A tree guard is a useful installation for protecting shrubs and trees from external, damaging elements. Plants are vulnerable to various factors such as pests, currents and damage caused by passersby, particularly children. These factors can easily damage the stem/bark of a plant. The stem sustains the nutritional cycle of the plants and is responsible for producing new, bark tissue. Similarly, temperature extremes like frosting or sunscald can permanently damage the bark tissue. Most of the domestic gardens have plants grown in proximity to the passageway. Due to this, low-lying plants like shrubs become susceptible to common landscaping utilities such as lawnmowers and electrical trimmers. Most garden-supply stores sell branded tree-guards. However, you can easily make a tree guard at home, using some basic supplies and spares. Homemade tree guards are much cheaper than a retailed tree guard.
Understand Your Tree Guard Requirements
You need to evaluate the kind of plant that needs the added protection. While shrubs require lower tree guards, mature trees need taller and bigger tree guards. The kind of challenges for the proposed tree guard should also be evaluated. If rodents are a perennial problem in the garden, you need to reinforce the tree guards with wooden stakes. If the trees/shrubs have been planted near a grass spread that is often mowed, you need a sturdier tree guard. Homemade tree guards provide the chance of customizing the tree guard to answer such specific requirements. Use the following instructions to make our own tree guard:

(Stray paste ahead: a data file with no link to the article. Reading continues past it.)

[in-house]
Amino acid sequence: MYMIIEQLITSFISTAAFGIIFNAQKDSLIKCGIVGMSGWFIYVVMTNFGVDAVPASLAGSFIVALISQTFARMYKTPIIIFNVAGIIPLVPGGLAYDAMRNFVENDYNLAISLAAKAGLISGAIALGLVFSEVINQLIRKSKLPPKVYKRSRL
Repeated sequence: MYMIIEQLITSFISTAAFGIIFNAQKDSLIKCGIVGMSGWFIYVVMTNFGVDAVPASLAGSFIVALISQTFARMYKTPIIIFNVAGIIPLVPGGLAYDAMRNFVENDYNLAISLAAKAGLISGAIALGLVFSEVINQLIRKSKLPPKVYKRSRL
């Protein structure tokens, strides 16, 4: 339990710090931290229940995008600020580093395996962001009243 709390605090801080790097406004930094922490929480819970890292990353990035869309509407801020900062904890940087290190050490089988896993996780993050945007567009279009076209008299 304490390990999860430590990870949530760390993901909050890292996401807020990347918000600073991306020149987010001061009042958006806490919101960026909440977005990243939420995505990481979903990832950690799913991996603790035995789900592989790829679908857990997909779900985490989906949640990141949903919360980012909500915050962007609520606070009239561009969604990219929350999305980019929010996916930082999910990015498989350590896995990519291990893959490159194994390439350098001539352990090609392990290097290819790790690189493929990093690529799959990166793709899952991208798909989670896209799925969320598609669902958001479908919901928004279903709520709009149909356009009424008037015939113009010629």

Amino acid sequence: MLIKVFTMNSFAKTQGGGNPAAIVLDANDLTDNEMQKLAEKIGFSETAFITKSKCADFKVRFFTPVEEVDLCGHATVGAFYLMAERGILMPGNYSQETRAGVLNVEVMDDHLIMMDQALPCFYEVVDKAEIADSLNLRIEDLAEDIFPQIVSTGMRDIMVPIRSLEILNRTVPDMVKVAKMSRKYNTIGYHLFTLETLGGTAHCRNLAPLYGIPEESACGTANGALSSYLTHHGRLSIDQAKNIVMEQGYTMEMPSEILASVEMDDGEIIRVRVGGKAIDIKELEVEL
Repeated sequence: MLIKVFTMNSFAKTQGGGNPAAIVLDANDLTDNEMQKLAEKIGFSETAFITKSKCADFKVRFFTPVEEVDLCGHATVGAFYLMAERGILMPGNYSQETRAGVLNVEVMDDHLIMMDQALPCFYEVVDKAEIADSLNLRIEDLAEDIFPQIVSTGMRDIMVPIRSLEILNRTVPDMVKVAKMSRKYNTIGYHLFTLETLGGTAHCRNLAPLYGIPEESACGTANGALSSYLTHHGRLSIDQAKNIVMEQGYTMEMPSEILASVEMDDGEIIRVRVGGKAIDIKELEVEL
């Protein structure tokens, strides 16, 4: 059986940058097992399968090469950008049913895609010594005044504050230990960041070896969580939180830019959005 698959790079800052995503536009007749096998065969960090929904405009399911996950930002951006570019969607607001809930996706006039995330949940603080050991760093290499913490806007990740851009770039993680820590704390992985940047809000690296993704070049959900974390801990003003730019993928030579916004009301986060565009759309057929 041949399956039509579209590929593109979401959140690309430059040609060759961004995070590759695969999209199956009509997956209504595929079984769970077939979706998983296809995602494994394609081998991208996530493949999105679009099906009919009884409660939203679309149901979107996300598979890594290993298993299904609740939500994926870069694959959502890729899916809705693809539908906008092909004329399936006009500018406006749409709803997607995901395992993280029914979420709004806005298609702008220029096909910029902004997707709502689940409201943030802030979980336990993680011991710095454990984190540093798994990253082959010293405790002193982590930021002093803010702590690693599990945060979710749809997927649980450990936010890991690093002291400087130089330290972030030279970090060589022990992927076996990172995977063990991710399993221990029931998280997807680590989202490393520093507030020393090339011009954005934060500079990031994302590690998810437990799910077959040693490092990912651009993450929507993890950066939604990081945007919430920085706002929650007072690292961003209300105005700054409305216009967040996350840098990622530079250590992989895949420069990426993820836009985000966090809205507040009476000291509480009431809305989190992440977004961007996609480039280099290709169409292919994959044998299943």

Step 1—Getting Started
Among home-based options, plastic soda bottles provide great dexterity. They can be easily tied together and are immune to issues like rotting induced by moist, soil conditions. Further, plastic soda bottles don’t undergo drastic climate-induced changes. Due to their ease of availability and overall affordability, such tree guards can be periodically replaced without any apprehensions. Collect the bigger, soda bottles. This means soda bottles having a capacity of 2-liter or more are ideal for this project.
Step 2—Installing Tree Guard around Shrubs & Younger Plants
Slice-off the tapering neck and the closed, lower end of the battle. You can use a utility knife for this. This way, each bottle should look like a cylinder with two open sides. These can be used as tree guards for smaller plants like shrubs and young trees. Now, slide the hollowed bottles upon the stems of such plants. Don’t push the bottles or you may damage the plant. However, ensure that the bottle reaches the lower end of the plant so that it can be secured in the soil. Push the bottle into the soil. You can water the soil to make it easier to push-in the bottle. This protects the shrubs against borrowing rodents.
Step 3—Installing Tree Guard around Trees
Trees with mature barks need elaborate tree guards. Using gardening scissors, cut the hollowed soda bottles along their length. This way, you can craft each hollowed soda bottle into a slightly-curved, thick sheet-like item. Approximate the number of such sheets required for surrounding the circumference of a tree’s, lower bark. With a thick needle, puncture small holes along the bottom and top-end of the slit, soda bottles. Run a string through the top and bottom hole in each of these, stringing them into a circular shape. Place this circular, tree guard around the bark of the tree. Tie the string into strong knots. If you fear, children or animals overpowering these plastic-bodied tree guards, install small wooden stakes around the outer circumference of the tree guard.